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The combined European Union (EU) is the largest economic bloc on the planet, with 491 million consumers. It should be a major market for U.S. food and beverage exporters now and in the near future, right? However, we should analyze critically this assumption given the prevailing issues facing the EU today.
The pressure for fiscal discipline is great in Europe. Particularly among the PIIGS members (Portugal, Ireland, Italy, Greece and Spain), there are rising debt levels, high unemployment (18.8% in Spain last month), diminishing global competitiveness, and the potential need for a financial bailout of these members from stronger EU countries such as Germany and France.
U.S. exporters have enjoyed a weakening U.S. dollar vs. the Euro in the past several months. As recently as November 25 U.S. exporters were giving thanks to a Euro of US$1.51. The euro is currently at about US$1.35, a 9-month low and 8% decrease from its recent high. This directly impacts the price of U.S. exports in Europe, and causes not only our products to be less competitive but also EU importers to seek alternative sources of supply (for example Asia and Latin America). Given the debt crisis in Europe, a slower economic recovery than the U.S. and most other markets, and the expectation that the European Central Bank (ECB) will raise interest rates later than the U.S. Federal Reserve, U.S. exporters should expect the weakening Euro trend to continue.
Given this scenario, what strategies should U.S. exporters employ? Firstly, there is a need to diversify away from a Euro-centric export view to new, higher-growth markets such as Asia and the Middle East. Second, all costs in the export supply chain should be reviewed critically: are you receiving the lowest possible freight rates? Are your products classified correctly in the EU, thereby minimizing duty rates? Are you loading all fixed costs into your export products, or do you view exports as a marginal business which is incremental to your corporate P&L?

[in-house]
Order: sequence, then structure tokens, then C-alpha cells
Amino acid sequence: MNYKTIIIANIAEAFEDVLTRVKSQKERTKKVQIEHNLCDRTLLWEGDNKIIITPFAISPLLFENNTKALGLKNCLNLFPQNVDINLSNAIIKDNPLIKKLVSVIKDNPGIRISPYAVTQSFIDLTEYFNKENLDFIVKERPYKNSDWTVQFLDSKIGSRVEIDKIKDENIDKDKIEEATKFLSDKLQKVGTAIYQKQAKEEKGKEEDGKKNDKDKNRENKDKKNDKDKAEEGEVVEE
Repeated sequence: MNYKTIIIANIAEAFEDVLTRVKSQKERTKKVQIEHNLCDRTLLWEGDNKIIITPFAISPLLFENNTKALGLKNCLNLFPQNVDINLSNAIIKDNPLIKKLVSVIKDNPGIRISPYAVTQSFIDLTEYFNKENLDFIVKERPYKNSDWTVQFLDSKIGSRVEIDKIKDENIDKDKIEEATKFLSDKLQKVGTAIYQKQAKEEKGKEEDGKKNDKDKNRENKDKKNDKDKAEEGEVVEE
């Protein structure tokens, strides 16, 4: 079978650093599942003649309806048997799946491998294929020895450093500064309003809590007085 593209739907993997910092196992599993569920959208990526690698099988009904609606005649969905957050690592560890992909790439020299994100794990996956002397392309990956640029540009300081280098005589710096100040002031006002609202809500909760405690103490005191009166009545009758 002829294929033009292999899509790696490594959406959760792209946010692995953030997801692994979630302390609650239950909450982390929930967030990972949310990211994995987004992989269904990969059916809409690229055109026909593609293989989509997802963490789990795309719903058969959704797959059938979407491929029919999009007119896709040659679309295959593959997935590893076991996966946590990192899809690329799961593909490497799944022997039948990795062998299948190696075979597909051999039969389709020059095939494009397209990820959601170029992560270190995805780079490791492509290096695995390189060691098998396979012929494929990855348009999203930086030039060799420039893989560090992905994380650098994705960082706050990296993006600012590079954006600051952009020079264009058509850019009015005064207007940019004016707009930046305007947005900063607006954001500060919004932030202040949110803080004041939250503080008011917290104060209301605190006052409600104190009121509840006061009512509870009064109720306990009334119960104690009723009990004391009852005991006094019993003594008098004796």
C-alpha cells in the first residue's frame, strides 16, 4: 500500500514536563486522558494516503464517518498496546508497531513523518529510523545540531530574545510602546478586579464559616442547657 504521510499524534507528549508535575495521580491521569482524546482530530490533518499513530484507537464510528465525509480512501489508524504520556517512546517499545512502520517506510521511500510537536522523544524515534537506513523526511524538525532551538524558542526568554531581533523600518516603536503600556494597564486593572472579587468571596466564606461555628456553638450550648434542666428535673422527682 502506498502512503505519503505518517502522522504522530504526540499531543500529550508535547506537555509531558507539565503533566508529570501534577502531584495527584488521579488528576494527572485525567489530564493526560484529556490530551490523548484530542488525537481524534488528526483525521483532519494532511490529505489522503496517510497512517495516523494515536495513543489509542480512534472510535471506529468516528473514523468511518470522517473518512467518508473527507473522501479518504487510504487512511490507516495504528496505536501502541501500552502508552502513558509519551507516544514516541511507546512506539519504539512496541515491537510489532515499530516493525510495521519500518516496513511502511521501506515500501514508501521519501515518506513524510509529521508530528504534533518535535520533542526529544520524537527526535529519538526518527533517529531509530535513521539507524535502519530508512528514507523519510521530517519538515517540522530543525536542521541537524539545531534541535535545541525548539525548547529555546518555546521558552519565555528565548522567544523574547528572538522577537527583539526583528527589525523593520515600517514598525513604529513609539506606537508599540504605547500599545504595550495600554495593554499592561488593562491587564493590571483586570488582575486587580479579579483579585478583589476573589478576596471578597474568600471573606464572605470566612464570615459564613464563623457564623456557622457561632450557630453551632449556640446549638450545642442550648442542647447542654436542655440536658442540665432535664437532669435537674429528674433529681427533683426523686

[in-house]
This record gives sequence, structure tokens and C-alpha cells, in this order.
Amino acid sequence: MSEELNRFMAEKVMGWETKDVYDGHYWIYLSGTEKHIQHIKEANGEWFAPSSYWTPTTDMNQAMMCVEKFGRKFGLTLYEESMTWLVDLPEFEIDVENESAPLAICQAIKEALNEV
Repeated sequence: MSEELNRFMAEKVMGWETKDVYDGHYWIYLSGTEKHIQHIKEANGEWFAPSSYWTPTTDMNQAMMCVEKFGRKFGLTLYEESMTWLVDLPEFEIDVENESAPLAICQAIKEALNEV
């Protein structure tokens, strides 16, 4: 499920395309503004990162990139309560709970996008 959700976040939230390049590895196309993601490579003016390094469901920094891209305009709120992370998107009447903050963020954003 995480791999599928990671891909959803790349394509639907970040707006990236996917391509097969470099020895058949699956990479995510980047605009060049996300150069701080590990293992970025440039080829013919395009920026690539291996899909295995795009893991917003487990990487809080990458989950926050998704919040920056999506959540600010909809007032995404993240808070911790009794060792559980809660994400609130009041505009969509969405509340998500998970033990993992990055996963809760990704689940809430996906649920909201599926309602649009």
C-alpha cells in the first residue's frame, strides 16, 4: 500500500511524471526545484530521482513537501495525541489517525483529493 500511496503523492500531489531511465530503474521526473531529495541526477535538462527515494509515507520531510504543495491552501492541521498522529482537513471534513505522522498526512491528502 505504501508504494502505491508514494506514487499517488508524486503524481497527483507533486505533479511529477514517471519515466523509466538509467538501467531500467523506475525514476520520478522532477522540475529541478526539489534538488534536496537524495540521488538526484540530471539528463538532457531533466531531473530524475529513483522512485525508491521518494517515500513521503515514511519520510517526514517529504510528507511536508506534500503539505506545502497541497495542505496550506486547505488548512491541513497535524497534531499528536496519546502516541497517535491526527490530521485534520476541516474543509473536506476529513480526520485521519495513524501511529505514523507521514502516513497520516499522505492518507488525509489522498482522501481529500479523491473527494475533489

Finally, and most importantly, have you assessed your current distribution partners in the EU? Are you certain that existing partners in Europe are promoting your products effectively given potentially higher price points? Are you maximizing your EU distribution to gain critical mass and hence lower your market pricing?
U.S. food and beverage exporters today face a new paradigm in global markets. Consumers and the retail trade change more frequently, and products come in and out of favor quickly. Exporters need to be aware of these changes and affect them positively rather than allow these changes to impact them adversely. By being pro-active and staying ahead of the inevitable market changes, U.S. exporters will enjoy long-term, sustainable success and higher sales.